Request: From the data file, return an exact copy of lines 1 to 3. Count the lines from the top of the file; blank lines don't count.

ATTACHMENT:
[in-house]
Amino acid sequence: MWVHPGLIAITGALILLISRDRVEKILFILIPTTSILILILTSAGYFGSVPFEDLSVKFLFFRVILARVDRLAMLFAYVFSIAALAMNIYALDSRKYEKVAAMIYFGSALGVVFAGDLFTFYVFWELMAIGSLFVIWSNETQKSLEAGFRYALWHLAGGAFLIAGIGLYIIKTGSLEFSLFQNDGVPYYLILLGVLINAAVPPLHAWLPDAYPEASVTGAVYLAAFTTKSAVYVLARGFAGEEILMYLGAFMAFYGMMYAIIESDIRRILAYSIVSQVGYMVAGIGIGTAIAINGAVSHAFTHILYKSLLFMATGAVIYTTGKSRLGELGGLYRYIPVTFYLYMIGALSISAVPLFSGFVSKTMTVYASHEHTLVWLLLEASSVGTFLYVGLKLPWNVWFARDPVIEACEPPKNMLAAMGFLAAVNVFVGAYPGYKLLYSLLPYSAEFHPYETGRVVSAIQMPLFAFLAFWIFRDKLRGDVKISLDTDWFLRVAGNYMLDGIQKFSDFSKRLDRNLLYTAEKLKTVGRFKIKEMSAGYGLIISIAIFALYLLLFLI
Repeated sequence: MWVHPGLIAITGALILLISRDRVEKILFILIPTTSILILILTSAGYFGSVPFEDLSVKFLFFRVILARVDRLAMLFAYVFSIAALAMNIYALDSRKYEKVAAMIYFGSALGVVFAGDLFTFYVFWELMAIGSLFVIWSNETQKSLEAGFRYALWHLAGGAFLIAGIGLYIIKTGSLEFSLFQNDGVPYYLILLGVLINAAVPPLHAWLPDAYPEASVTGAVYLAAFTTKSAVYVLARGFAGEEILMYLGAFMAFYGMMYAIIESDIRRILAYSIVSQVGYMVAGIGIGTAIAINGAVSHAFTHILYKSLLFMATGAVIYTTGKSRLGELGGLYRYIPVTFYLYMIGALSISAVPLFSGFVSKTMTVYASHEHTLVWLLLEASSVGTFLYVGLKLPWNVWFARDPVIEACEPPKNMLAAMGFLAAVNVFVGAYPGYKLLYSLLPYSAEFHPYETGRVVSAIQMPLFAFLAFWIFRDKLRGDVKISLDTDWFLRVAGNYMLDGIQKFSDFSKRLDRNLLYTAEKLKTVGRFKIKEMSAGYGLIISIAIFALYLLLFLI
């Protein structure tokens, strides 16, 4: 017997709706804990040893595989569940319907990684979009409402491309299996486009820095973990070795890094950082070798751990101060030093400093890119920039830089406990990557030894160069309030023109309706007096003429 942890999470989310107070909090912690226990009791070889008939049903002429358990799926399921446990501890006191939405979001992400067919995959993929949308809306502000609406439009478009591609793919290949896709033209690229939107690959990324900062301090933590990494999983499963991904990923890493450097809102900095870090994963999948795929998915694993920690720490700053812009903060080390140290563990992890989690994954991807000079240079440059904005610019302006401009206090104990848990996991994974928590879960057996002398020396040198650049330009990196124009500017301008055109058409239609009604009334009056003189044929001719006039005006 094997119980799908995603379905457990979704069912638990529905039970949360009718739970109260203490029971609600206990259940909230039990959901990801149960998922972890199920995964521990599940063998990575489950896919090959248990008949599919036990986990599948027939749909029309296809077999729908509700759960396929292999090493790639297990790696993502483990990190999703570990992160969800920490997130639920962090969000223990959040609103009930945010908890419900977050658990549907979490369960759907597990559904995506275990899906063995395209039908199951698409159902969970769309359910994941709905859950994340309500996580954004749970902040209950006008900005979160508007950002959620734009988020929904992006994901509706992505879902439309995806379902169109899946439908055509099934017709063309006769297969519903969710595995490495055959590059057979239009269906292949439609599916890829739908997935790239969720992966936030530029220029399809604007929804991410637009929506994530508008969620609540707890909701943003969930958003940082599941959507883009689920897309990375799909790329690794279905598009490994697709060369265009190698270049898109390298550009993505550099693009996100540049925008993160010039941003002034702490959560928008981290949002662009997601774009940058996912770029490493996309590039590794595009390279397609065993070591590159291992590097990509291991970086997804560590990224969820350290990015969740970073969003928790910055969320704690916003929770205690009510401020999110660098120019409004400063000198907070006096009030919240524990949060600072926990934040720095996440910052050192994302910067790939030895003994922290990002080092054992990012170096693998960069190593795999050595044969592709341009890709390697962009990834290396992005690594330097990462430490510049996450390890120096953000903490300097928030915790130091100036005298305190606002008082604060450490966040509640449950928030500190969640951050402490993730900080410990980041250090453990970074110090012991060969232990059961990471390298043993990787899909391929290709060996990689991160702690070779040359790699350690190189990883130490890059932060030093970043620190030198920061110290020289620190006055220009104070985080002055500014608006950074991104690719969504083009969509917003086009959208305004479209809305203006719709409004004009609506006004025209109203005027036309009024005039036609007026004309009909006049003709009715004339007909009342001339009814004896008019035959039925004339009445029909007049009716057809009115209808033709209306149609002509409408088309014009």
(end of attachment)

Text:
[in-house]
Amino acid sequence: MWVHPGLIAITGALILLISRDRVEKILFILIPTTSILILILTSAGYFGSVPFEDLSVKFLFFRVILARVDRLAMLFAYVFSIAALAMNIYALDSRKYEKVAAMIYFGSALGVVFAGDLFTFYVFWELMAIGSLFVIWSNETQKSLEAGFRYALWHLAGGAFLIAGIGLYIIKTGSLEFSLFQNDGVPYYLILLGVLINAAVPPLHAWLPDAYPEASVTGAVYLAAFTTKSAVYVLARGFAGEEILMYLGAFMAFYGMMYAIIESDIRRILAYSIVSQVGYMVAGIGIGTAIAINGAVSHAFTHILYKSLLFMATGAVIYTTGKSRLGELGGLYRYIPVTFYLYMIGALSISAVPLFSGFVSKTMTVYASHEHTLVWLLLEASSVGTFLYVGLKLPWNVWFARDPVIEACEPPKNMLAAMGFLAAVNVFVGAYPGYKLLYSLLPYSAEFHPYETGRVVSAIQMPLFAFLAFWIFRDKLRGDVKISLDTDWFLRVAGNYMLDGIQKFSDFSKRLDRNLLYTAEKLKTVGRFKIKEMSAGYGLIISIAIFALYLLLFLI
Repeated sequence: MWVHPGLIAITGALILLISRDRVEKILFILIPTTSILILILTSAGYFGSVPFEDLSVKFLFFRVILARVDRLAMLFAYVFSIAALAMNIYALDSRKYEKVAAMIYFGSALGVVFAGDLFTFYVFWELMAIGSLFVIWSNETQKSLEAGFRYALWHLAGGAFLIAGIGLYIIKTGSLEFSLFQNDGVPYYLILLGVLINAAVPPLHAWLPDAYPEASVTGAVYLAAFTTKSAVYVLARGFAGEEILMYLGAFMAFYGMMYAIIESDIRRILAYSIVSQVGYMVAGIGIGTAIAINGAVSHAFTHILYKSLLFMATGAVIYTTGKSRLGELGGLYRYIPVTFYLYMIGALSISAVPLFSGFVSKTMTVYASHEHTLVWLLLEASSVGTFLYVGLKLPWNVWFARDPVIEACEPPKNMLAAMGFLAAVNVFVGAYPGYKLLYSLLPYSAEFHPYETGRVVSAIQMPLFAFLAFWIFRDKLRGDVKISLDTDWFLRVAGNYMLDGIQKFSDFSKRLDRNLLYTAEKLKTVGRFKIKEMSAGYGLIISIAIFALYLLLFLI